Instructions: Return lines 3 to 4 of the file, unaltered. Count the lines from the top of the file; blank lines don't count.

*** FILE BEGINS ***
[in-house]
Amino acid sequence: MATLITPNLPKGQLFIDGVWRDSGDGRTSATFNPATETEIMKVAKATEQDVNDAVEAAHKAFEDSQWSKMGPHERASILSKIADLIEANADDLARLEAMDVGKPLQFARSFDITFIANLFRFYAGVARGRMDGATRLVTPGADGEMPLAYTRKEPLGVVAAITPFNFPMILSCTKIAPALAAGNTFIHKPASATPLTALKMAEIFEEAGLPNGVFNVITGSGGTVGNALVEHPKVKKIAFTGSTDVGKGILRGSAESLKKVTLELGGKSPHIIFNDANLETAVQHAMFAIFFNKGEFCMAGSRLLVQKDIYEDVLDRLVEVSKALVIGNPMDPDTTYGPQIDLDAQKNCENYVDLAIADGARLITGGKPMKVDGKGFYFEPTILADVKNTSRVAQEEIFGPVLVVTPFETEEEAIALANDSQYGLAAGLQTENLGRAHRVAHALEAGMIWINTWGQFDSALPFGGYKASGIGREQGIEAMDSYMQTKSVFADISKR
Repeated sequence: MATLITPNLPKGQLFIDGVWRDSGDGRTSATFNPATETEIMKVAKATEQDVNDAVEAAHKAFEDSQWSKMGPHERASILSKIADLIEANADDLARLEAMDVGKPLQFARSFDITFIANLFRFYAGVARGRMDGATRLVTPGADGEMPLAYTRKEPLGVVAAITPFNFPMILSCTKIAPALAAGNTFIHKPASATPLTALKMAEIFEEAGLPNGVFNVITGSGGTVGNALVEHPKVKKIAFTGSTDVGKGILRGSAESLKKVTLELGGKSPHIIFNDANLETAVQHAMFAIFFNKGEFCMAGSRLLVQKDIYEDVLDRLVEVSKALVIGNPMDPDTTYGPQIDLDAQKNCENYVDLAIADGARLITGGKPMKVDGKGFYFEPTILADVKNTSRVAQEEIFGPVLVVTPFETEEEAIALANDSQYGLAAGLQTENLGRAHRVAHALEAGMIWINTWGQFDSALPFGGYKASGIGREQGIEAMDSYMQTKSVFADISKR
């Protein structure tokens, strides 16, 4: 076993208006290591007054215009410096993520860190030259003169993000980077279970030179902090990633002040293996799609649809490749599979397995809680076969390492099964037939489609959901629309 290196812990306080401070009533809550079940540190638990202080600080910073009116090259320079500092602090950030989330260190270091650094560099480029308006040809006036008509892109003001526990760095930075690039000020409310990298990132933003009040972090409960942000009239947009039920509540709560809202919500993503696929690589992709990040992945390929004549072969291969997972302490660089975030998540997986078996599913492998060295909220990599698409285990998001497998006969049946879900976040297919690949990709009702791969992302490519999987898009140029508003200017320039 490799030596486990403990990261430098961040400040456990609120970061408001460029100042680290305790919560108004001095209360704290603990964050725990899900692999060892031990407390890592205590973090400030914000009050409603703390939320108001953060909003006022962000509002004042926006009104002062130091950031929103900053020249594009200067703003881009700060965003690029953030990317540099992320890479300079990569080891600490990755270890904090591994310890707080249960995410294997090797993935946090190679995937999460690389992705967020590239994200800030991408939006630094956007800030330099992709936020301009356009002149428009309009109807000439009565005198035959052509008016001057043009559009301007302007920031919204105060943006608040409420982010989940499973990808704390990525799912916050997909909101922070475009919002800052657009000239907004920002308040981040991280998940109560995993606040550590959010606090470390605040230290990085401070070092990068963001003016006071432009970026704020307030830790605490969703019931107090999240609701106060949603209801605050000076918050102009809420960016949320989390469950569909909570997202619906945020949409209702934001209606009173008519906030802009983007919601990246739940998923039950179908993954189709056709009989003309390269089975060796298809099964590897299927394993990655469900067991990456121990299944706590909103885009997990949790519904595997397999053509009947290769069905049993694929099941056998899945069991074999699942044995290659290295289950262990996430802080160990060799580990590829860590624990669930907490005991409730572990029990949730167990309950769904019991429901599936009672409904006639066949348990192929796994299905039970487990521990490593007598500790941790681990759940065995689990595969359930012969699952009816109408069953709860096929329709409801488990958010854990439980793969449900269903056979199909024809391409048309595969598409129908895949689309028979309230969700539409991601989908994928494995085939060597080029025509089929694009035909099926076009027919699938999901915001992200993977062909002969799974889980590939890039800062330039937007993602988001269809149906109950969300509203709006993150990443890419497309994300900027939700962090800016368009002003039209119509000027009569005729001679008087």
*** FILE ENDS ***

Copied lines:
Repeated sequence: MATLITPNLPKGQLFIDGVWRDSGDGRTSATFNPATETEIMKVAKATEQDVNDAVEAAHKAFEDSQWSKMGPHERASILSKIADLIEANADDLARLEAMDVGKPLQFARSFDITFIANLFRFYAGVARGRMDGATRLVTPGADGEMPLAYTRKEPLGVVAAITPFNFPMILSCTKIAPALAAGNTFIHKPASATPLTALKMAEIFEEAGLPNGVFNVITGSGGTVGNALVEHPKVKKIAFTGSTDVGKGILRGSAESLKKVTLELGGKSPHIIFNDANLETAVQHAMFAIFFNKGEFCMAGSRLLVQKDIYEDVLDRLVEVSKALVIGNPMDPDTTYGPQIDLDAQKNCENYVDLAIADGARLITGGKPMKVDGKGFYFEPTILADVKNTSRVAQEEIFGPVLVVTPFETEEEAIALANDSQYGLAAGLQTENLGRAHRVAHALEAGMIWINTWGQFDSALPFGGYKASGIGREQGIEAMDSYMQTKSVFADISKR
């Protein structure tokens, strides 16, 4: 076993208006290591007054215009410096993520860190030259003169993000980077279970030179902090990633002040293996799609649809490749599979397995809680076969390492099964037939489609959901629309 290196812990306080401070009533809550079940540190638990202080600080910073009116090259320079500092602090950030989330260190270091650094560099480029308006040809006036008509892109003001526990760095930075690039000020409310990298990132933003009040972090409960942000009239947009039920509540709560809202919500993503696929690589992709990040992945390929004549072969291969997972302490660089975030998540997986078996599913492998060295909220990599698409285990998001497998006969049946879900976040297919690949990709009702791969992302490519999987898009140029508003200017320039 490799030596486990403990990261430098961040400040456990609120970061408001460029100042680290305790919560108004001095209360704290603990964050725990899900692999060892031990407390890592205590973090400030914000009050409603703390939320108001953060909003006022962000509002004042926006009104002062130091950031929103900053020249594009200067703003881009700060965003690029953030990317540099992320890479300079990569080891600490990755270890904090591994310890707080249960995410294997090797993935946090190679995937999460690389992705967020590239994200800030991408939006630094956007800030330099992709936020301009356009002149428009309009109807000439009565005198035959052509008016001057043009559009301007302007920031919204105060943006608040409420982010989940499973990808704390990525799912916050997909909101922070475009919002800052657009000239907004920002308040981040991280998940109560995993606040550590959010606090470390605040230290990085401070070092990068963001003016006071432009970026704020307030830790605490969703019931107090999240609701106060949603209801605050000076918050102009809420960016949320989390469950569909909570997202619906945020949409209702934001209606009173008519906030802009983007919601990246739940998923039950179908993954189709056709009989003309390269089975060796298809099964590897299927394993990655469900067991990456121990299944706590909103885009997990949790519904595997397999053509009947290769069905049993694929099941056998899945069991074999699942044995290659290295289950262990996430802080160990060799580990590829860590624990669930907490005991409730572990029990949730167990309950769904019991429901599936009672409904006639066949348990192929796994299905039970487990521990490593007598500790941790681990759940065995689990595969359930012969699952009816109408069953709860096929329709409801488990958010854990439980793969449900269903056979199909024809391409048309595969598409129908895949689309028979309230969700539409991601989908994928494995085939060597080029025509089929694009035909099926076009027919699938999901915001992200993977062909002969799974889980590939890039800062330039937007993602988001269809149906109950969300509203709006993150990443890419497309994300900027939700962090800016368009002003039209119509000027009569005729001679008087």